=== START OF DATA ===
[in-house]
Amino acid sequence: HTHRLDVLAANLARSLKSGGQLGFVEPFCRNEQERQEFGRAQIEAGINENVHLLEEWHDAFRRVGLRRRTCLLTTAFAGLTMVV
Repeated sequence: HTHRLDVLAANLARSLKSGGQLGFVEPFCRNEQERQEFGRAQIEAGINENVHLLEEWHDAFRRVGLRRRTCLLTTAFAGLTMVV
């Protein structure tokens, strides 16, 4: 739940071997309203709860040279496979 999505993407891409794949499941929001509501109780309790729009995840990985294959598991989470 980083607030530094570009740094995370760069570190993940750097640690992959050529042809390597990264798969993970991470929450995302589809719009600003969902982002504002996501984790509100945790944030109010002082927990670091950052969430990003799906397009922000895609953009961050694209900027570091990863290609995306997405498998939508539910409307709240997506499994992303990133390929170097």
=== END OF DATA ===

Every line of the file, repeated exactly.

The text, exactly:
[in-house]
Amino acid sequence: HTHRLDVLAANLARSLKSGGQLGFVEPFCRNEQERQEFGRAQIEAGINENVHLLEEWHDAFRRVGLRRRTCLLTTAFAGLTMVV
Repeated sequence: HTHRLDVLAANLARSLKSGGQLGFVEPFCRNEQERQEFGRAQIEAGINENVHLLEEWHDAFRRVGLRRRTCLLTTAFAGLTMVV
């Protein structure tokens, strides 16, 4: 739940071997309203709860040279496979 999505993407891409794949499941929001509501109780309790729009995840990985294959598991989470 980083607030530094570009740094995370760069570190993940750097640690992959050529042809390597990264798969993970991470929450995302589809719009600003969902982002504002996501984790509100945790944030109010002082927990670091950052969430990003799906397009922000895609953009961050694209900027570091990863290609995306997405498998939508539910409307709240997506499994992303990133390929170097």